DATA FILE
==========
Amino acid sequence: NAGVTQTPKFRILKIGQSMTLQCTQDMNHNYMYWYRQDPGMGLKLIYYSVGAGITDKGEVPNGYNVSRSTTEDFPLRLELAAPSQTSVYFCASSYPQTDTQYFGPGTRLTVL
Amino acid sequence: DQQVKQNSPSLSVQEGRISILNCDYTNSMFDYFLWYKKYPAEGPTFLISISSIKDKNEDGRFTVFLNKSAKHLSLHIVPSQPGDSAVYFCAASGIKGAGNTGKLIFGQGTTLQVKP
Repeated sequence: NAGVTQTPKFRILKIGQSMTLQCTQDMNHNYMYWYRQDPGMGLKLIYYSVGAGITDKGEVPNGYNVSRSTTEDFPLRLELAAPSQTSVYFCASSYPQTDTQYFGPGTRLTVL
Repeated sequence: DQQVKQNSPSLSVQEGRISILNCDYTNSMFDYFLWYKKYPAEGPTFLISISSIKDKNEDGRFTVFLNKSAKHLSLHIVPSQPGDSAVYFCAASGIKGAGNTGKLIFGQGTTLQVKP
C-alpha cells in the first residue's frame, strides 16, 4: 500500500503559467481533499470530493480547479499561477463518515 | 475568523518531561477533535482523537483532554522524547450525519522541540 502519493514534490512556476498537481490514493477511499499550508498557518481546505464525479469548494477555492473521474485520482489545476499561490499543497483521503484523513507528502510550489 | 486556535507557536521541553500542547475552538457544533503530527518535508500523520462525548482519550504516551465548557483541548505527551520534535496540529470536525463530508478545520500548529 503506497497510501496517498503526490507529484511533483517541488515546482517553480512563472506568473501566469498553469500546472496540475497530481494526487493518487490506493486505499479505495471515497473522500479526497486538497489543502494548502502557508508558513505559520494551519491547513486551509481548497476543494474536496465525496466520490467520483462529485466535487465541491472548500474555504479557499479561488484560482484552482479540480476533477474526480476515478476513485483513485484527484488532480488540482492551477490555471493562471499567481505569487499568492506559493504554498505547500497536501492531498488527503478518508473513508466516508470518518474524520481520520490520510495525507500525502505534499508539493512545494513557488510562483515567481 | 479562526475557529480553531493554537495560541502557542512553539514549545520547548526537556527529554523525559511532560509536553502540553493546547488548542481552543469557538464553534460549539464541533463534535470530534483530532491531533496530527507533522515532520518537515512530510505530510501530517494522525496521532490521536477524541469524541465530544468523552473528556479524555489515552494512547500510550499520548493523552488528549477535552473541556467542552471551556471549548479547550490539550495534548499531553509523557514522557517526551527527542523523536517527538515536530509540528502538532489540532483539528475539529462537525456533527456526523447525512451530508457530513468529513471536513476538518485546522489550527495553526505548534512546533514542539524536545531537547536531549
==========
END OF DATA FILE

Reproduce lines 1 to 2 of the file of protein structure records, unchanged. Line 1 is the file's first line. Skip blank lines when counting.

Amino acid sequence: NAGVTQTPKFRILKIGQSMTLQCTQDMNHNYMYWYRQDPGMGLKLIYYSVGAGITDKGEVPNGYNVSRSTTEDFPLRLELAAPSQTSVYFCASSYPQTDTQYFGPGTRLTVL
Amino acid sequence: DQQVKQNSPSLSVQEGRISILNCDYTNSMFDYFLWYKKYPAEGPTFLISISSIKDKNEDGRFTVFLNKSAKHLSLHIVPSQPGDSAVYFCAASGIKGAGNTGKLIFGQGTTLQVKP